“In the past, being a cancer patient meant no hope – you were going to die soon. Today 70% of 57357’s children with cancer are getting cured ”  -Belal’s treating physician

With his pronounced lisp, caused by the gap in his teeth, 7 year old patient Belal attracts your attention.  Belal lives seven hundred kilometers away from Cairo, in the beautiful city of Luxor. This is why his whole family decided to move to Cairo until he finishes his treatment for Acute Lymphoblastic Leukemia (ALL).

In April, 2011, when he was only 5 years old, he began his treatment at the Hospital with 62% of his blood cells being cancerous.

Now after 99 weeks of treatment, Belal has  0% of cancerous cells in his blood, but medically he must complete the treatment protocol, which will last another 47 weeks.

“ In the past, being a cancer patient meant no hope – you were going to die soon, just as it was portrayed in the famous Egyptian movie, ‘My love for ever’,  starring  Nour El-Sherif and actress Pussy, who was going to die because she had cancer. Praise be to God, today, thanks to advanced science, the application of evidence-basedpractices  and on-going education, 70% of our children with cancer are getting cured at 57357”, said Belal’s treating physician, Dr Eman Attya.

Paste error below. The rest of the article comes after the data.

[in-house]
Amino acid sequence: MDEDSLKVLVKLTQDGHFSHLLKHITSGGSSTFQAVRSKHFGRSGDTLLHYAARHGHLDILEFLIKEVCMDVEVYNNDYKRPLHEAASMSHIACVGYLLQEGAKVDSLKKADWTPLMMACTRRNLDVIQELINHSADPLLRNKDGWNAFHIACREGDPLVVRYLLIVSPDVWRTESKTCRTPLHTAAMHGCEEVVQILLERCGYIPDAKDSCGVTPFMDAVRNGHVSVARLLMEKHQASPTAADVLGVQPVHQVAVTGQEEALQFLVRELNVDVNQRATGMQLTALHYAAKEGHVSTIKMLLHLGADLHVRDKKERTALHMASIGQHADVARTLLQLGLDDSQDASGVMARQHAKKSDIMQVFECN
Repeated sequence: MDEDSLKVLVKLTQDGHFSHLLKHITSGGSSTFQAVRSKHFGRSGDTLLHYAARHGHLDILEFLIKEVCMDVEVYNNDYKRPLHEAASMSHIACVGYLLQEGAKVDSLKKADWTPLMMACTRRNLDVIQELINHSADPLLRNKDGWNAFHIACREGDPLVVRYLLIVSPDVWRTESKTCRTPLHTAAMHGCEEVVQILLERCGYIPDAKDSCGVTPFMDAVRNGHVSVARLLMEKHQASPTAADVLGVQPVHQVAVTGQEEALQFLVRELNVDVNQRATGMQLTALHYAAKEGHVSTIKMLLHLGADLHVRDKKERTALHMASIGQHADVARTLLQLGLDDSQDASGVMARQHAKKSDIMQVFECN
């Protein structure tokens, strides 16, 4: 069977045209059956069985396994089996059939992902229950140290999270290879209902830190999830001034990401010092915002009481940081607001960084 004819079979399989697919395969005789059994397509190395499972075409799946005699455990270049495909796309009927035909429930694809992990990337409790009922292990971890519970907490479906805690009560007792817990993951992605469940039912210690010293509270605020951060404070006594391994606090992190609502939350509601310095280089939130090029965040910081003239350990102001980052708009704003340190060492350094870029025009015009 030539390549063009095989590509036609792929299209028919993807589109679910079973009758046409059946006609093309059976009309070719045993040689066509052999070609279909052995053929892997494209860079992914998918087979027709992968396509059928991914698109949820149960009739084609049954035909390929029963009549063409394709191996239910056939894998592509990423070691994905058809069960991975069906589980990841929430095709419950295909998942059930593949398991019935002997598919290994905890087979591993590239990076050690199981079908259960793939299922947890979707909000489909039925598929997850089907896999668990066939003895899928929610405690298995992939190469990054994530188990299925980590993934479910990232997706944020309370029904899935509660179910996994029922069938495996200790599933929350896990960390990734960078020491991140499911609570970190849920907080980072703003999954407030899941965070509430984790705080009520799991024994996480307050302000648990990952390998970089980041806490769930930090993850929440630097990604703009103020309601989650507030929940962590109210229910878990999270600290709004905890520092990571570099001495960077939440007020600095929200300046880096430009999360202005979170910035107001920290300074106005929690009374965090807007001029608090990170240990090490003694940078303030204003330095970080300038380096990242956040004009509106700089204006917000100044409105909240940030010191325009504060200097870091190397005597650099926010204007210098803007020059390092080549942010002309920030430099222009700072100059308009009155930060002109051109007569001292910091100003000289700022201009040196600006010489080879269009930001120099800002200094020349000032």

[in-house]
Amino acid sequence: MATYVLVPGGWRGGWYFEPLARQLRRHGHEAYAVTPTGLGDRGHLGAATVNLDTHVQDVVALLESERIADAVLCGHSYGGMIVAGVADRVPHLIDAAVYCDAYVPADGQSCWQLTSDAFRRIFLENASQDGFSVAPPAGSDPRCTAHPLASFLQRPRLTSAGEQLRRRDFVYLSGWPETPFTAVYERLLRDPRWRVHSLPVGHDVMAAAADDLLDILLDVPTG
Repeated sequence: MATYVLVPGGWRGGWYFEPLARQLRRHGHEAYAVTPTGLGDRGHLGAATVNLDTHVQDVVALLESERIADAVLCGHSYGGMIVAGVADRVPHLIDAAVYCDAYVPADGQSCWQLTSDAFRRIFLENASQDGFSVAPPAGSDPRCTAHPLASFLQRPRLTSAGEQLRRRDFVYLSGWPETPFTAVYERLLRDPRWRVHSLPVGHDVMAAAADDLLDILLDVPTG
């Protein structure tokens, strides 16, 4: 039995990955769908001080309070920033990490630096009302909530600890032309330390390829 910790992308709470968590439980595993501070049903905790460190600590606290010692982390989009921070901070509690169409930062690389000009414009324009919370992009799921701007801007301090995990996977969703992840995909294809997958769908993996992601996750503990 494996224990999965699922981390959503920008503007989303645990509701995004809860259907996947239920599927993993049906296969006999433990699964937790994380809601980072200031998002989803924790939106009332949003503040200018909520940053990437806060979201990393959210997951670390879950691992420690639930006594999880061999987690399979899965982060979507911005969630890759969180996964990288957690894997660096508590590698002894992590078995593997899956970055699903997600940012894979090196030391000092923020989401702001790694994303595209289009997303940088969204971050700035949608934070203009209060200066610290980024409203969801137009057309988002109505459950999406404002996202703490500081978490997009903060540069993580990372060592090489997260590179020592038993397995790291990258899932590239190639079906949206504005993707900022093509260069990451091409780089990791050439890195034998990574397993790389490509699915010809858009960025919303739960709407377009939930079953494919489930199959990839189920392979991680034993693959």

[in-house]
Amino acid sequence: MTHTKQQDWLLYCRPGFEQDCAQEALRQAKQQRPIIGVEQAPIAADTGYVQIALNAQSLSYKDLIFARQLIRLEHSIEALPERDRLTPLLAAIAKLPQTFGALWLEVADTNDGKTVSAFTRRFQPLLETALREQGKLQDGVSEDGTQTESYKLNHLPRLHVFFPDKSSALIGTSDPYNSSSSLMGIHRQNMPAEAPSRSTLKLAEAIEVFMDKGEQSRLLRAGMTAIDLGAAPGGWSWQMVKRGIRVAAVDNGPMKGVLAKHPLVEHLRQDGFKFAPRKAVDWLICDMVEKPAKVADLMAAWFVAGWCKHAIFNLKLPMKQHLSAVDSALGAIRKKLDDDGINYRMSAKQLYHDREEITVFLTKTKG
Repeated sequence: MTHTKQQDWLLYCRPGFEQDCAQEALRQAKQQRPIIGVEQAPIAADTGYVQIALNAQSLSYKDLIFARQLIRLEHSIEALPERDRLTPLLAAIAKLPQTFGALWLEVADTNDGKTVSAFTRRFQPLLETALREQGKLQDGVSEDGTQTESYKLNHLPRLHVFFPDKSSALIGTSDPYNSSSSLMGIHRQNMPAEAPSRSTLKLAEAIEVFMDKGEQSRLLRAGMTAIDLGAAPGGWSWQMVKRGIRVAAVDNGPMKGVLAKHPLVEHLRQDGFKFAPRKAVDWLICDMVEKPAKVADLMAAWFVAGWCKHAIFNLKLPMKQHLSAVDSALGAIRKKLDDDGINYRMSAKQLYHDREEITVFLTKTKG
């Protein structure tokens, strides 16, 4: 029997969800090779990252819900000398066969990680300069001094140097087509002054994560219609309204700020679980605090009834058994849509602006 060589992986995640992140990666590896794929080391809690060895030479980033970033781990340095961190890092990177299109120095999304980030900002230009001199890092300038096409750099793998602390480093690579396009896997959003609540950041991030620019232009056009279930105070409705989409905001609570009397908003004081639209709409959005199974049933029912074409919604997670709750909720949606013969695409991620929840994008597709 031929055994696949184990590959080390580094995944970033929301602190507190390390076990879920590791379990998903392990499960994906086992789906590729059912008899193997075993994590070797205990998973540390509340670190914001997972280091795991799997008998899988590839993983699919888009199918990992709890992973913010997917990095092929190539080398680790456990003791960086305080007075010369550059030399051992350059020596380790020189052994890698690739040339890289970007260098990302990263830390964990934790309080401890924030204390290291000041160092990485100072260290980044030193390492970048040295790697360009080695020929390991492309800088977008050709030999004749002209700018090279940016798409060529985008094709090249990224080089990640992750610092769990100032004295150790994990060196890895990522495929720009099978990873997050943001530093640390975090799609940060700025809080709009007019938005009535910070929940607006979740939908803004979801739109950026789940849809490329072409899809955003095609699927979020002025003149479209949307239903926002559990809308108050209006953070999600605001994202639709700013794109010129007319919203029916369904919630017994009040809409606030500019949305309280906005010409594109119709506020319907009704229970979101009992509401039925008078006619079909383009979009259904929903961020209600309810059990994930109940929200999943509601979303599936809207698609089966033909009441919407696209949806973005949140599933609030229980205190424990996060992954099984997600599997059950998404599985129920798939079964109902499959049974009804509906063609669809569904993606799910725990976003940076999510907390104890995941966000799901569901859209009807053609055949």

“I want to be a physician when I grow up. I will treat children for free as Hospital 57357 does”, announced Belal as his wish for the future.  Belal then added, “ I love my physician very much. She calls me her ‘little friend’ and always gives me a toy”. What if she didn’t give you a toy, I asked. “I will still love her because she helped me to progress to being nearly cured”, he innocently replied.

“Belal makes an impression on you with  his intelligence, endurance and receptiveness. Watching him, and many other children like him, I am given many lessons in life, said Dr Eman. Pediatric oncology is a tough specialization, as we treat children who are fighting one of  the most dreadful  diseases, cancer. All along their average 3 year treatment journey, the children teach us how to endure with a smile”,.

In contrast to the patience he always shows while going through his treatment phases, Belal now waits anxiously for the day he’ll be asked for his photograph  to be hung on the board reserved for cancer survivors at his physician’s office.